Coat Team Efforts Reducing Opiod Overdoses in Wicomico County
FOR IMMEDIATE RELEASE
CONTACT: Tammy Griffin, PIO
(Wednesday, August 22, 2018) Clarie had almost an entire year in recovery from active addiction on April 11, 2017, when her son found her lying on her mother’s floor suffering from an opioid overdose. Clarie was immediately transported by ambulance to Peninsula Regional Medical Center (PRMC), where she found the hope that she needed to get back on the road to recovery.
That hope came from a member of the Wicomico County Community Outreach Addictions Team, also known as COAT. This member of the team sat with her for hours and helped her get into treatment as soon as possible.
Clarie is one of the real-life success stories of the now two-year-old COAT program. COAT was launched by the Wicomico County Health Department in partnership with the Wicomico County State’s Attorney’s Office, Wicomico County Government, Salisbury City Government, Wicomico County Sheriff’s Department and a number of community partners including Peninsula Regional Medical Center. The goal of the joint initiative is to combat overdoses and provide a smooth transition to treatment and recovery services to individuals with an opioid addiction.
Not only has the program been recognized nationally for its design and scope of collaboration, it’s also working very well.
At Peninsula Regional’s Emergency/Trauma Center in 2016, there were 264 opioid overdoses. PRMC began intense collaboration with COAT in July of that year. In 2017, total opioid overdoses dropped to 192. Through May 2018, the numbers are down even more significantly. Total opioid overdoses treated in the PRMC emergency department the first five months of this year were 58. That compares to 89 opioid overdoses during the same period in 2017.
“The COAT program is truly an asset in helping combat the opioid crisis here in Wicomico County,” said Lori Brewster, Wicomico County Health Officer. “The program is designed to help bridge the gap between active addiction and treatment and break down barriers that may exist for those battling the disease. Our peers have seen similar struggles, and have experienced the difficulties of battling addiction. They are meeting individuals where they are at, in hopes the lives of the individuals they have come in contact with can be improved and not lost.”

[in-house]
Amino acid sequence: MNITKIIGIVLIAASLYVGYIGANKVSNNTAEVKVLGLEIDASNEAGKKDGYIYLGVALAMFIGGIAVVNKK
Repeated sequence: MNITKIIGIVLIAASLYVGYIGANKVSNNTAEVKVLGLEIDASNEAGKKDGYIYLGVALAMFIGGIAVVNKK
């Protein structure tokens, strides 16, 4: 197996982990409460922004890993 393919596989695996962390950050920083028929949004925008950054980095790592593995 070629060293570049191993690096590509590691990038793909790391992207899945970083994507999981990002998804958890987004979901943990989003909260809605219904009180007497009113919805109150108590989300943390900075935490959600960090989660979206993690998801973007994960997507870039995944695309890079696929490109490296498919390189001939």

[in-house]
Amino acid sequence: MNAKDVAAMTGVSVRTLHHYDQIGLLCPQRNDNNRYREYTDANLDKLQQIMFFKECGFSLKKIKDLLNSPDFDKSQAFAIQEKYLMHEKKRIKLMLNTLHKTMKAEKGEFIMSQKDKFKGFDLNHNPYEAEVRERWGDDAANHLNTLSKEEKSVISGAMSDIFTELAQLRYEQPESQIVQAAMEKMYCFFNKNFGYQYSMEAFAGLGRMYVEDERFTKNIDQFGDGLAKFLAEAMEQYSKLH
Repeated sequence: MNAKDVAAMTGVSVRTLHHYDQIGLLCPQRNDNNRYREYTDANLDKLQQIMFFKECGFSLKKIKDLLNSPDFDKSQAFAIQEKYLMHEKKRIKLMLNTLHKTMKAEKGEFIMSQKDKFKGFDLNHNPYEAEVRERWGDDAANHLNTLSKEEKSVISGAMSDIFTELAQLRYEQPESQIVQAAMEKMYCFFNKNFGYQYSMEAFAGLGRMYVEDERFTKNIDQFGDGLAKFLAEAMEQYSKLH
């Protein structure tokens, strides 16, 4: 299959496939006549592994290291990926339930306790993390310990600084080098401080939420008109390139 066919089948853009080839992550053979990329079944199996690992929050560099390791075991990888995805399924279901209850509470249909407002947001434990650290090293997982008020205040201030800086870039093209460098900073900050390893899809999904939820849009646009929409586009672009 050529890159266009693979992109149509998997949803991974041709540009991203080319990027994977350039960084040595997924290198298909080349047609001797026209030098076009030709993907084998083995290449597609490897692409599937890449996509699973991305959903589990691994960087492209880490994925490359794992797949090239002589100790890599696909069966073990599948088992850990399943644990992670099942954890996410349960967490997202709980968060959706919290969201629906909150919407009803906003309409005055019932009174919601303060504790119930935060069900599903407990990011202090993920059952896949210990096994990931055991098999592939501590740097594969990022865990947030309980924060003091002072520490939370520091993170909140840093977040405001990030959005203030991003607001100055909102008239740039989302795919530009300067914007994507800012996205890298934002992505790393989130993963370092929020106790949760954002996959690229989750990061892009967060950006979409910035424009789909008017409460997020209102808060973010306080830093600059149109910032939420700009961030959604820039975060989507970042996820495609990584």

The COAT program offers:
- 24-hour phone and in-person support from Peer Support Specialists
- Connections to many community and local resources
- Access to treatment
- Support for family and loved ones
- Naloxone Trainings
- Ongoing follow-up
- Education and community outreach
“Not only did COAT respond at the time of my overdose, they kept up with me for several months through phone calls, which really meant so much. It really helped keep me going. I have such a respect for those who have been through hell, and choose to give back,” Clarie said.
Today Clarie has completed treatment, is working a full-time job and has received her high school diploma. Clarie is now enrolled at Wor Wic Community College and begins the Chemical Dependency Counseling Program in September. Her goal is to eventually obtain a job as a peer recovery specialist to help those in need, just as she was helped when she needed it the most. “The COAT team presence at an overdose is a huge resource to help someone get on track to recovery,” she added.
Do you or someone you love struggle with the disease of addiction?
You can reach out to the Community Outreach Addiction Team (COAT) 24 hours a day, seven days a week by calling (443) 783-6875.